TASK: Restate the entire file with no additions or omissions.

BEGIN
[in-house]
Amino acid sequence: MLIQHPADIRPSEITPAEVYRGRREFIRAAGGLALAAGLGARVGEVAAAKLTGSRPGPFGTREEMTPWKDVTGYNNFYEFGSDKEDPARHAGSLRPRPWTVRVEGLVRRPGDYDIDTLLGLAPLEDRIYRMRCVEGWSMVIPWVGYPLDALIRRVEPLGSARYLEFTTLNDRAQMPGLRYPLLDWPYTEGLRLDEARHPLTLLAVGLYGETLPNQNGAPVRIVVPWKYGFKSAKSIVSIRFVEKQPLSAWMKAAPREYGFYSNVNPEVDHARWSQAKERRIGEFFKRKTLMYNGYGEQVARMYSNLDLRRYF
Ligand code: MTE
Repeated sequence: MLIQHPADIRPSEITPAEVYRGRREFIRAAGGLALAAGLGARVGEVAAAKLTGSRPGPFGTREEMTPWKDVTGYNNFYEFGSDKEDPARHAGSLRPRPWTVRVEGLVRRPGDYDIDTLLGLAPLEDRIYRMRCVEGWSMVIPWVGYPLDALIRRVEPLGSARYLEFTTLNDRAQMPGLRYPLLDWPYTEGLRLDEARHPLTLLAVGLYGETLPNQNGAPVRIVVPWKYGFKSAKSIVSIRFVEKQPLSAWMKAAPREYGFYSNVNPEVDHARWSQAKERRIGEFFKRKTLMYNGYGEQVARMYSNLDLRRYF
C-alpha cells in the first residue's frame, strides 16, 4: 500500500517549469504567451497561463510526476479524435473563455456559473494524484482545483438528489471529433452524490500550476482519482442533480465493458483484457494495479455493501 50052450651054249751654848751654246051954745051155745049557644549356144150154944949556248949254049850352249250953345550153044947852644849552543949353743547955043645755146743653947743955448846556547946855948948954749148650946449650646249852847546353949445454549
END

[in-house]
Amino acid sequence: MLIQHPADIRPSEITPAEVYRGRREFIRAAGGLALAAGLGARVGEVAAAKLTGSRPGPFGTREEMTPWKDVTGYNNFYEFGSDKEDPARHAGSLRPRPWTVRVEGLVRRPGDYDIDTLLGLAPLEDRIYRMRCVEGWSMVIPWVGYPLDALIRRVEPLGSARYLEFTTLNDRAQMPGLRYPLLDWPYTEGLRLDEARHPLTLLAVGLYGETLPNQNGAPVRIVVPWKYGFKSAKSIVSIRFVEKQPLSAWMKAAPREYGFYSNVNPEVDHARWSQAKERRIGEFFKRKTLMYNGYGEQVARMYSNLDLRRYF
Ligand code: MTE
Repeated sequence: MLIQHPADIRPSEITPAEVYRGRREFIRAAGGLALAAGLGARVGEVAAAKLTGSRPGPFGTREEMTPWKDVTGYNNFYEFGSDKEDPARHAGSLRPRPWTVRVEGLVRRPGDYDIDTLLGLAPLEDRIYRMRCVEGWSMVIPWVGYPLDALIRRVEPLGSARYLEFTTLNDRAQMPGLRYPLLDWPYTEGLRLDEARHPLTLLAVGLYGETLPNQNGAPVRIVVPWKYGFKSAKSIVSIRFVEKQPLSAWMKAAPREYGFYSNVNPEVDHARWSQAKERRIGEFFKRKTLMYNGYGEQVARMYSNLDLRRYF
C-alpha cells in the first residue's frame, strides 16, 4: 500500500517549469504567451497561463510526476479524435473563455456559473494524484482545483438528489471529433452524490500550476482519482442533480465493458483484457494495479455493501 50052450651054249751654848751654246051954745051155745049557644549356144150154944949556248949254049850352249250953345550153044947852644849552543949353743547955043645755146743653947743955448846556547946855948948954749148650946449650646249852847546353949445454549